Skip to main content


Renovation of Bridges Hall of Music

In 1971, a much-needed renovation of Little Bridges was begun. The building had been closed since Christmas Eve, 1969, because of an engineering study that decreed that “its continued use in its present condition creates a possible hazard to occupants in case of an earthquake.” After two years in which the building was unused and unoccupied, there was serious doubt about the future of the building, with The Student Life predicting at one point in 1971 that it would be torn down. The cost of the renovation was expected to be $796,000, and though the Board gave the go-ahead in May, they also decided that work would not begin until all of the funds to pay for it had been raised. By July, that goal of the “Save Little Bridges” effort had been surpassed, with a total of more than $900,000 raised from alumni and friends. Among other changes, the original roof tiles were removed and replaced as part of construction work to improve the landmark’s earthquake resistance. 



The Board of Trustees, responding to a need for more unrestricted funds, founded a new support group called The Torchbearers. Named for one of Pomona’s most revered songs, the group required members to make an annual donation of $1,000.


Zappa’s Pomona Debut

After a six-month touring hiatus, Frank Zappa and the Mothers of Invention made their concert debut on May 18 at Bridges Auditorium. Tickets for the concert, which was co-sponsored by the ASPC and the radio station KPPC-FM in Pasadena, were $2.50, $3.50 and $4.50.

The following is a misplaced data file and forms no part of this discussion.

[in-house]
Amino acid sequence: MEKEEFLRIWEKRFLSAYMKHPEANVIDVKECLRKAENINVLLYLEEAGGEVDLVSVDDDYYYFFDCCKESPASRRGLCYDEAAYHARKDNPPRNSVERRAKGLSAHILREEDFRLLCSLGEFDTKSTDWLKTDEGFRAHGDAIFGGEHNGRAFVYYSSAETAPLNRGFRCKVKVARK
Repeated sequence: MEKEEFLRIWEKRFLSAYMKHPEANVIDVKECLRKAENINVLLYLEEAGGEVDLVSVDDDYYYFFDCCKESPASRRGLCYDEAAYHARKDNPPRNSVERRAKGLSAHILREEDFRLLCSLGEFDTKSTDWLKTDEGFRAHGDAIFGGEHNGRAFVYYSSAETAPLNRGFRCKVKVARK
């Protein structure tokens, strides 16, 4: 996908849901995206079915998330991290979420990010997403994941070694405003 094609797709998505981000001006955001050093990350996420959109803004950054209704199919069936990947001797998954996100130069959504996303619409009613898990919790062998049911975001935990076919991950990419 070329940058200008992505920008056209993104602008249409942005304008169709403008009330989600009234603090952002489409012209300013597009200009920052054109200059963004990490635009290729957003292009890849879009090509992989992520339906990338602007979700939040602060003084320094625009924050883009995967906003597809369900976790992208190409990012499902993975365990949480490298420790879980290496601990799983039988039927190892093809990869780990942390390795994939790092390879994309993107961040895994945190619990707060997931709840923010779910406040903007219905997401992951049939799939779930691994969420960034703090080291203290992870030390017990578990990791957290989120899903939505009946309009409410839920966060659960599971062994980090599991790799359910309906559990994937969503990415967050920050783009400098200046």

Student Released by East Germany

In July 1971, an international conflict over an imprisoned Pomona student came to an end when Mark Huessy ’73 was released from an East German prison. Huessy, a Pomona student studying abroad, was arrested less than a week before his scheduled return from Germany to Pomona in January 1970 and tried on charges of espionage, helping East German citizens escape and provocative criticism of the government. He was sentenced to seven years in prison, but after the U.S. began denying East Germans visas to visit America, including the East German foreign minister, the sentence was reduced to five years. As a result of ongoing pressure from the U.S. government, Huessy was unexpectedly released after 18 months in an East German prison.


Charles Manson and three female “Manson Family” members were found guilty of the 1969 Tate-LaBianca murders.

Backed by American air and artillery support, South Vietnamese troops invaded Laos.

Intel released the world's first microprocessor, the Intel 4004.